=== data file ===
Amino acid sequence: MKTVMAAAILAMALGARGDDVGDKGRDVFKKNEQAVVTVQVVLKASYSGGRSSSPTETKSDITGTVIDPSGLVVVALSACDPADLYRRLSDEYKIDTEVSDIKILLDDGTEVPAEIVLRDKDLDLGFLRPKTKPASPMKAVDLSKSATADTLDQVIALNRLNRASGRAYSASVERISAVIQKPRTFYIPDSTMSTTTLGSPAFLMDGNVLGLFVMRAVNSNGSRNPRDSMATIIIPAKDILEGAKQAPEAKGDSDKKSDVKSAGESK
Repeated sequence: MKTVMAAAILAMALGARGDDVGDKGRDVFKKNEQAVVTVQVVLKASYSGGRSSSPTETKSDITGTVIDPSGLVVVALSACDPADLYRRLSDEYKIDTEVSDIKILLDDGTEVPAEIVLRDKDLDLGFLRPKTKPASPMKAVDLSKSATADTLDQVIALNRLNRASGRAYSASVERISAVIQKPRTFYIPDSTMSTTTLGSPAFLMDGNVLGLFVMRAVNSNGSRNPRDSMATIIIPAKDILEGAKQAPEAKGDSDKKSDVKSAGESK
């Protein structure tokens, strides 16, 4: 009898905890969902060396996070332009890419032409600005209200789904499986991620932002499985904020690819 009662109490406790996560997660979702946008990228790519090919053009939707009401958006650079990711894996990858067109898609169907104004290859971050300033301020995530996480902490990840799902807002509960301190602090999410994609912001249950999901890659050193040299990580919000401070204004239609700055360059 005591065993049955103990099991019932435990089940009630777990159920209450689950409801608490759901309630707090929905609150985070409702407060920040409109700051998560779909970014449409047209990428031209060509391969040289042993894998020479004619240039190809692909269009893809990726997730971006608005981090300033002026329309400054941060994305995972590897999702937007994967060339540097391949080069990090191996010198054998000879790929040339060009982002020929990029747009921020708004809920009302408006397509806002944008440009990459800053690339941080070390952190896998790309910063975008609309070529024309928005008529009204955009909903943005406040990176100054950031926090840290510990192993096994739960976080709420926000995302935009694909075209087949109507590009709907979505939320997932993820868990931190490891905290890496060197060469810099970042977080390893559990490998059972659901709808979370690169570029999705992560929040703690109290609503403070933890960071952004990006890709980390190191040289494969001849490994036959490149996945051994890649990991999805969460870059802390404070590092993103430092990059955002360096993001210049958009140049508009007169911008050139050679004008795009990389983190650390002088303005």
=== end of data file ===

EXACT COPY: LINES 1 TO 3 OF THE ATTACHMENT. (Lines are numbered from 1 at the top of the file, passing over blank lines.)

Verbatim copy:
Amino acid sequence: MKTVMAAAILAMALGARGDDVGDKGRDVFKKNEQAVVTVQVVLKASYSGGRSSSPTETKSDITGTVIDPSGLVVVALSACDPADLYRRLSDEYKIDTEVSDIKILLDDGTEVPAEIVLRDKDLDLGFLRPKTKPASPMKAVDLSKSATADTLDQVIALNRLNRASGRAYSASVERISAVIQKPRTFYIPDSTMSTTTLGSPAFLMDGNVLGLFVMRAVNSNGSRNPRDSMATIIIPAKDILEGAKQAPEAKGDSDKKSDVKSAGESK
Repeated sequence: MKTVMAAAILAMALGARGDDVGDKGRDVFKKNEQAVVTVQVVLKASYSGGRSSSPTETKSDITGTVIDPSGLVVVALSACDPADLYRRLSDEYKIDTEVSDIKILLDDGTEVPAEIVLRDKDLDLGFLRPKTKPASPMKAVDLSKSATADTLDQVIALNRLNRASGRAYSASVERISAVIQKPRTFYIPDSTMSTTTLGSPAFLMDGNVLGLFVMRAVNSNGSRNPRDSMATIIIPAKDILEGAKQAPEAKGDSDKKSDVKSAGESK
């Protein structure tokens, strides 16, 4: 009898905890969902060396996070332009890419032409600005209200789904499986991620932002499985904020690819 009662109490406790996560997660979702946008990228790519090919053009939707009401958006650079990711894996990858067109898609169907104004290859971050300033301020995530996480902490990840799902807002509960301190602090999410994609912001249950999901890659050193040299990580919000401070204004239609700055360059 005591065993049955103990099991019932435990089940009630777990159920209450689950409801608490759901309630707090929905609150985070409702407060920040409109700051998560779909970014449409047209990428031209060509391969040289042993894998020479004619240039190809692909269009893809990726997730971006608005981090300033002026329309400054941060994305995972590897999702937007994967060339540097391949080069990090191996010198054998000879790929040339060009982002020929990029747009921020708004809920009302408006397509806002944008440009990459800053690339941080070390952190896998790309910063975008609309070529024309928005008529009204955009909903943005406040990176100054950031926090840290510990192993096994739960976080709420926000995302935009694909075209087949109507590009709907979505939320997932993820868990931190490891905290890496060197060469810099970042977080390893559990490998059972659901709808979370690169570029999705992560929040703690109290609503403070933890960071952004990006890709980390190191040289494969001849490994036959490149996945051994890649990991999805969460870059802390404070590092993103430092990059955002360096993001210049958009140049508009007169911008050139050679004008795009990389983190650390002088303005």